Performing Non-Normative Gender Identity: A Look at Ivan Monteiro and Valérie Reding’s Work
In the 4-hour long video Gender Metamorphosis, multimedia artist Valérie Reding exposes the societal construction of gender by fluidly morphing from one gender to the next using make-up, wigs and costumes, in the vein of artists like Cindy Sherman, whose work reveals femininity as a performative act.
Imbued with references to Christian iconography from his native Brazil, the work of Ivan Monteiro displays a similar interest in playing with gender construction and boundaries. Although their styles and aesthetics differ, Monteiro and Reding have been collaborating since meeting in school in Zurich, Switzerland, where they studied media arts. They are currently in a residency at ODC that was granted by the city of Zurich and continuing their collaborative work: “We both approach our artistic practice in very different ways so the collaboration with Ivan is a challenge but also very inspirational and fruitful,” Reding shared. “Ivan relies on instinctive intuition and improvisation, I am a very meticulous researcher and elaborate projects first on a more rational, theoretical level.”
While Monteiro’s background is in visual and media arts, Reding studied classical ballet in her native Luxembourg for over sixteen years while also training in modern, jazz and tap dance. While studying media arts at the university, she worked as a freelance make-up artist and explored contemporary and butoh dance theatre. Monteiro has been exploring different dance forms while at ODC and noticing how this formal training is informing his work: “I can see that my body is painting totally different landscapes when I practice in the studio or perform on stage.”
Monteiro and Reding are both drawn to issues of non-normative gender identities and influenced by queer and feminist theories. Their first collaboration was Malleus Maleficarum, which they presented as their BA final project in 2015. The piece combined music, text and movement to explore “the connection between witch hunt and postmodern mechanisms of slut shaming,” Reding mentioned. When the collaborative pair was granted the residency at ODC, they originally planned to develop Malleus Maleficarum while in San Francisco.
But as they delve into the Bay Area artistic scene, Monteiro and Reding discovered the work of artists tackling political issues such as racial segregation, gentrification and gender equality. Aware of the struggle for space and exposure many Bay Area artists are facing, Monteiro and Reding decided to curate an evening that would feature their work alongside the work of local artists.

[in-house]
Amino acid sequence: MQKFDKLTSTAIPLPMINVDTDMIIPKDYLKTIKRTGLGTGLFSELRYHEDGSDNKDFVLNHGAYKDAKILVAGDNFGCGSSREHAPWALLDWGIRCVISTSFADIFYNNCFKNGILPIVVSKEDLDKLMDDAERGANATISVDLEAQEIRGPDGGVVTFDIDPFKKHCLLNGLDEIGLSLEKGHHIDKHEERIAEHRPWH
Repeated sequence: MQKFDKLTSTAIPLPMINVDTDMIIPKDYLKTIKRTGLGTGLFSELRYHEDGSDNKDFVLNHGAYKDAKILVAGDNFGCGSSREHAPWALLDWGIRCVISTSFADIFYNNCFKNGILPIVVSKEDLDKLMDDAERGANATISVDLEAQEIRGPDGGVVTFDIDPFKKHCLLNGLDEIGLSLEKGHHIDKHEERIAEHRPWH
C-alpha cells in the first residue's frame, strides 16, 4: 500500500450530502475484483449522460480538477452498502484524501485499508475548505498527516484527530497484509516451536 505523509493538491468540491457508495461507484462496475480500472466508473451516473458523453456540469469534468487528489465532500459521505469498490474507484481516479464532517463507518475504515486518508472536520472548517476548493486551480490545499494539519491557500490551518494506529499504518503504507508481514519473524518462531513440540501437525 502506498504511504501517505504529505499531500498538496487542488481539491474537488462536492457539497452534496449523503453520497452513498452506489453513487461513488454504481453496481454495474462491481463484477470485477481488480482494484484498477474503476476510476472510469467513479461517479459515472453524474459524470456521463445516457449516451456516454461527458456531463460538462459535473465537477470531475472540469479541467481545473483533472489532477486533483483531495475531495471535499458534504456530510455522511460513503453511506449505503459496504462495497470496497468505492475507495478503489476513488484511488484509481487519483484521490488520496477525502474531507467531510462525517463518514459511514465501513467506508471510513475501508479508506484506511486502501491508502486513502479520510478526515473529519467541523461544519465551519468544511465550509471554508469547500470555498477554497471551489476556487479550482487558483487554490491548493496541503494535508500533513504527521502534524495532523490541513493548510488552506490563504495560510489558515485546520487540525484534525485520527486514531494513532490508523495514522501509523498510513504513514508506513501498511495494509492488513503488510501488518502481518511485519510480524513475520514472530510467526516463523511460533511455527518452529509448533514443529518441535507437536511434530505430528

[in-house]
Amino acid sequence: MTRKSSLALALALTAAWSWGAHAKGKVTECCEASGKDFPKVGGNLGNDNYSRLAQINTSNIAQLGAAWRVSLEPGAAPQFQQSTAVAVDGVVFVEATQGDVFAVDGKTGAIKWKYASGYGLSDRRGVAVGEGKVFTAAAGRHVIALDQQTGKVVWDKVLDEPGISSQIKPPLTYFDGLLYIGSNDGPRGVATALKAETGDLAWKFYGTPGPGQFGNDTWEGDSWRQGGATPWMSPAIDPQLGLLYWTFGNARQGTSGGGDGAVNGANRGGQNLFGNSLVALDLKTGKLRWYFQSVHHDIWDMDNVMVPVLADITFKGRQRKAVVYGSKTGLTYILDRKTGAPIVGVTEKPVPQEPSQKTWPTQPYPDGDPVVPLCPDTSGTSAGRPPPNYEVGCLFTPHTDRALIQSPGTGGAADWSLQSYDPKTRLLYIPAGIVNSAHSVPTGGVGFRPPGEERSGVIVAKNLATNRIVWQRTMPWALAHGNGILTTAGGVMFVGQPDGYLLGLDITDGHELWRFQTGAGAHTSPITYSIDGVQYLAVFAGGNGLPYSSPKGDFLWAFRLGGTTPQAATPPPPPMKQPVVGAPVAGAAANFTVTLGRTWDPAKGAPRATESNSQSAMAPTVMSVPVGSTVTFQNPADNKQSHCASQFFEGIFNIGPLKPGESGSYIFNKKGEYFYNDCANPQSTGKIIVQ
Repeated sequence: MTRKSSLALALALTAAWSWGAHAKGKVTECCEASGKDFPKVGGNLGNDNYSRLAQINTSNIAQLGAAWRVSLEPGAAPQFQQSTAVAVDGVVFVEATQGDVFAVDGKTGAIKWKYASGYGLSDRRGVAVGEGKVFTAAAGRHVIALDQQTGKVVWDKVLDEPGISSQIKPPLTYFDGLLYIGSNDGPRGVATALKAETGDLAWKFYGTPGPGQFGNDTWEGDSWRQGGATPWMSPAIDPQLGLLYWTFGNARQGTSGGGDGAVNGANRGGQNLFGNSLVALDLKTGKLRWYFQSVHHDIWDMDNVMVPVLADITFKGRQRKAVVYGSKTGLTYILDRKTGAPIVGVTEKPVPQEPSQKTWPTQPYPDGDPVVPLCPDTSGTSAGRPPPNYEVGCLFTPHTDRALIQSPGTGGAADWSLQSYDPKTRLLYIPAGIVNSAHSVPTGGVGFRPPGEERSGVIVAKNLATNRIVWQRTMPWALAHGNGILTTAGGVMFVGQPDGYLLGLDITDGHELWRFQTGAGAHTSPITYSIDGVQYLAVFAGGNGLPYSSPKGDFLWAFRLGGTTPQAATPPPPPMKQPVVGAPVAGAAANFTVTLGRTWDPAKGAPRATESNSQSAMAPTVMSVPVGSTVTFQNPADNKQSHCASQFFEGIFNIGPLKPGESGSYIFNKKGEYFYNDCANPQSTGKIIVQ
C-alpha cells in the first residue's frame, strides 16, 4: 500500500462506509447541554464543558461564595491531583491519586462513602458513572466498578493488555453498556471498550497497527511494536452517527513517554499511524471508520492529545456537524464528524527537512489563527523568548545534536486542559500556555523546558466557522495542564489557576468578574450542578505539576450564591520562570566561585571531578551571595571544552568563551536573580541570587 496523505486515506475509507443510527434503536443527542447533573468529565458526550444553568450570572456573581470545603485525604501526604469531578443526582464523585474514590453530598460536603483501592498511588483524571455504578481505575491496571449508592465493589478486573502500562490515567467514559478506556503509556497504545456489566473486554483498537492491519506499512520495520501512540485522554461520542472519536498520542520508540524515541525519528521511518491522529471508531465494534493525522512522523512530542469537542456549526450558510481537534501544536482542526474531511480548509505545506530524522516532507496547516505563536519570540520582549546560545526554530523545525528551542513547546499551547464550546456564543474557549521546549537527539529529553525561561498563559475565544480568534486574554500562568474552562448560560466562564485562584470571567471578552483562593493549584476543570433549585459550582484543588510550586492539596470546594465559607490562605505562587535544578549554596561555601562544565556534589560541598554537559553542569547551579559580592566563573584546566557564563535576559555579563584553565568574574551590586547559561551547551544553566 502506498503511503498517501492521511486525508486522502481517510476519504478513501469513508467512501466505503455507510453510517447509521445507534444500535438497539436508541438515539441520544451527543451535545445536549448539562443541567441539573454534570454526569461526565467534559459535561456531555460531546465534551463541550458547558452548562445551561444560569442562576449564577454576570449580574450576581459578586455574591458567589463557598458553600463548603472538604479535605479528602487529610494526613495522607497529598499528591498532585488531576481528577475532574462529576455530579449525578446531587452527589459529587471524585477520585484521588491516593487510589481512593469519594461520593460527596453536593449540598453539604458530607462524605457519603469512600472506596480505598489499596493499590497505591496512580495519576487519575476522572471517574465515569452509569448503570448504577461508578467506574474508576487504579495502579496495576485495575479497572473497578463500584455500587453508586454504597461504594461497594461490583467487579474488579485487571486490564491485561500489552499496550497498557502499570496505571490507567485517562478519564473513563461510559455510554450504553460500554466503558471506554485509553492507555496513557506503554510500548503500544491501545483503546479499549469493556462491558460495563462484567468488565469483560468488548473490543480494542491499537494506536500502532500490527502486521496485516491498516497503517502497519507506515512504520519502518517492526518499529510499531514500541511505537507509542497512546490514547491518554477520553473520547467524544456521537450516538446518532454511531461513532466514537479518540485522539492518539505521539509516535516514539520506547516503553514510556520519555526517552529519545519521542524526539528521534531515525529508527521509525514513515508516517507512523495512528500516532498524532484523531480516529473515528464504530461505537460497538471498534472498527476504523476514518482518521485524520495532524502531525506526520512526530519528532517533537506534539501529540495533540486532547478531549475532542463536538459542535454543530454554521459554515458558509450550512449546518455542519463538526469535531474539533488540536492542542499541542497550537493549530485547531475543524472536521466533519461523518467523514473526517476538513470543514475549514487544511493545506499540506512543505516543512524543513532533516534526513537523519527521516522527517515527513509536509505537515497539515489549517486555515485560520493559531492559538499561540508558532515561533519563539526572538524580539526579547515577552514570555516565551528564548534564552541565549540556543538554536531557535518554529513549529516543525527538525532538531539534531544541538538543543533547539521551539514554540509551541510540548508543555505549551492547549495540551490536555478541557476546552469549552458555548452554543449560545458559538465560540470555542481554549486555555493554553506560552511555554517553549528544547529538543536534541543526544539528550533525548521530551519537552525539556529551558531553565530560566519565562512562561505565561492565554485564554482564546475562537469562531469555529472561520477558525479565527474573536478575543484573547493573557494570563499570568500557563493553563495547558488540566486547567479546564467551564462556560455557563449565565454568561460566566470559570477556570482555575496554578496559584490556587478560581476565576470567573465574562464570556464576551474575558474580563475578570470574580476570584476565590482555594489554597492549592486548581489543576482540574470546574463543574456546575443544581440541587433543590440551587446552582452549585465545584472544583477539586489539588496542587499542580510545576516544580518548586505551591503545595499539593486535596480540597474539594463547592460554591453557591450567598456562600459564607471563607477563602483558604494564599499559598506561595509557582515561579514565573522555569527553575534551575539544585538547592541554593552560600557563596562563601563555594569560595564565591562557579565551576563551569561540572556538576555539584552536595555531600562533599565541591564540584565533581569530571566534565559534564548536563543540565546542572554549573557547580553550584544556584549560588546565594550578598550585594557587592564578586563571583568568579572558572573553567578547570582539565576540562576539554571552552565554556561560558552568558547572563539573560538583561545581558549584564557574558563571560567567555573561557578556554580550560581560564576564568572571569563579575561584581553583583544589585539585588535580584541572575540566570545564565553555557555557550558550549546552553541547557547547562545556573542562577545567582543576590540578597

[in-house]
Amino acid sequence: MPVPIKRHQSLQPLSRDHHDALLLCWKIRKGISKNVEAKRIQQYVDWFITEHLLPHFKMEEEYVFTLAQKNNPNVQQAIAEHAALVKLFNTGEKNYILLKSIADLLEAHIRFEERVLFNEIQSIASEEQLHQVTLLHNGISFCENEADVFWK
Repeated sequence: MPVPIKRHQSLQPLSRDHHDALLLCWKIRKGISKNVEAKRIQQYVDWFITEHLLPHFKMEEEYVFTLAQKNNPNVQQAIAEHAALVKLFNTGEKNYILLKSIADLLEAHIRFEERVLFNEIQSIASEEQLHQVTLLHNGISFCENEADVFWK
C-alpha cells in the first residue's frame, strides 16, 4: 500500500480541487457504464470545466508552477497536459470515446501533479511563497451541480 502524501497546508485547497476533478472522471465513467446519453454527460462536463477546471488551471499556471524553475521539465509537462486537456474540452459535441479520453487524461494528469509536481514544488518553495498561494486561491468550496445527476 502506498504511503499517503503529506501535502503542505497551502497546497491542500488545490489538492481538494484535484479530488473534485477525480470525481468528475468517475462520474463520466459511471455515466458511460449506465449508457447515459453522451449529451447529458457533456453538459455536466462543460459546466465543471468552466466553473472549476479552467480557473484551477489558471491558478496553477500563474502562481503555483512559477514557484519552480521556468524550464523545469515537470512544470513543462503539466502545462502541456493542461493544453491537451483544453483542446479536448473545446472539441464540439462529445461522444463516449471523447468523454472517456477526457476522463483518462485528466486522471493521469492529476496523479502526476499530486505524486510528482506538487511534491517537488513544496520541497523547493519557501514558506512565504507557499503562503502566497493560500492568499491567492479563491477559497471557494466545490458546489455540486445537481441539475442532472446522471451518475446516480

Haus of the Odher, which will be presented on August 28 at ODC, combines visual art, performance, music and dance and focuses on non-normative gender identities and expressions from artists from a variety of sexual, social, cultural and ethnic backgrounds. The event questions gender, identity and intimacy, to ultimate explore what and who makes a home.
Haus is the German word for “house” and the title of the event refers to drag and voguing culture, where families of drag performers gather into ‘houses’ and teach each other the skills of their art form. “Since both drag and voguing are art forms that are not institutionalized, oral transmission and teaching in these houses and families are the only possibility to keep them alive from generation to generation,” Reding offered. “[The title of the event] is also a word-play on “odd her” (referring to queerness, femininity, etc.) as well as “the other” -in reference to the abnormal body constructed as “the other,” the one outside of what is considered as the social norm.”
Reflecting on the value of the residency and how their stay on the West Coast has informed their practice, both Monteiro and Reding shared that they have encountered socio-cultural realities that they were not aware of prior to living in the Bay Area: “Even though I am perceived as a woman in our society and experience sexist treatment on a daily basis, and even though I associate with the queer community because of my non-heteronormative gender identity and sexuality, I can rely on many privileges (i.e. being white and coming from an academic background) to guarantee my physical well-being and the respect of my rights in most circumstances,” Reding shared. “Experiencing first hand the social precarity, life-threatening violence and excruciating injustice that many minorities like the P.O.C., Latinx and LGBTQIA communities face every single day in the U.S. made me even more aware of these privileges.”
Monteiro added: “Our politics, ways of working and awareness of creating art within political, cultural and social structures will never be the same after having been on the West Coast, because the socio-cultural scenario here is totally different from the situation in Europe. It is an amazing time in our lives: intense, fruitful and educational.”